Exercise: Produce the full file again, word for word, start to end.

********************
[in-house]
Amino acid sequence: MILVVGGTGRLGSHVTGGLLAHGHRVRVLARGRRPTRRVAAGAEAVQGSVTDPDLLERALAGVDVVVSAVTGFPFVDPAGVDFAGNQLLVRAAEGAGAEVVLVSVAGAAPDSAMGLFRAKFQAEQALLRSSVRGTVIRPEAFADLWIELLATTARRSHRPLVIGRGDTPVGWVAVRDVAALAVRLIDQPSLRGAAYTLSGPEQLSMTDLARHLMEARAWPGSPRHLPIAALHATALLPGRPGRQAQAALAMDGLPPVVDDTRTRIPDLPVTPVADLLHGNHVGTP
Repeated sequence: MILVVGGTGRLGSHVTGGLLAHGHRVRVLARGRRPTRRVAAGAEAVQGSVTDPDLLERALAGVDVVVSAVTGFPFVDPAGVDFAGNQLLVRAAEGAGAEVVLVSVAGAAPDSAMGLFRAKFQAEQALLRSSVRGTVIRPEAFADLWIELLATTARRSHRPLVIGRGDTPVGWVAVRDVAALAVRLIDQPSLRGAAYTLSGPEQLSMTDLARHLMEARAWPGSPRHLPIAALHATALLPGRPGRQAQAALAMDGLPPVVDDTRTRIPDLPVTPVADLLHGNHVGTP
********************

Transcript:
[in-house]
Amino acid sequence: MILVVGGTGRLGSHVTGGLLAHGHRVRVLARGRRPTRRVAAGAEAVQGSVTDPDLLERALAGVDVVVSAVTGFPFVDPAGVDFAGNQLLVRAAEGAGAEVVLVSVAGAAPDSAMGLFRAKFQAEQALLRSSVRGTVIRPEAFADLWIELLATTARRSHRPLVIGRGDTPVGWVAVRDVAALAVRLIDQPSLRGAAYTLSGPEQLSMTDLARHLMEARAWPGSPRHLPIAALHATALLPGRPGRQAQAALAMDGLPPVVDDTRTRIPDLPVTPVADLLHGNHVGTP
Repeated sequence: MILVVGGTGRLGSHVTGGLLAHGHRVRVLARGRRPTRRVAAGAEAVQGSVTDPDLLERALAGVDVVVSAVTGFPFVDPAGVDFAGNQLLVRAAEGAGAEVVLVSVAGAAPDSAMGLFRAKFQAEQALLRSSVRGTVIRPEAFADLWIELLATTARRSHRPLVIGRGDTPVGWVAVRDVAALAVRLIDQPSLRGAAYTLSGPEQLSMTDLARHLMEARAWPGSPRHLPIAALHATALLPGRPGRQAQAALAMDGLPPVVDDTRTRIPDLPVTPVADLLHGNHVGTP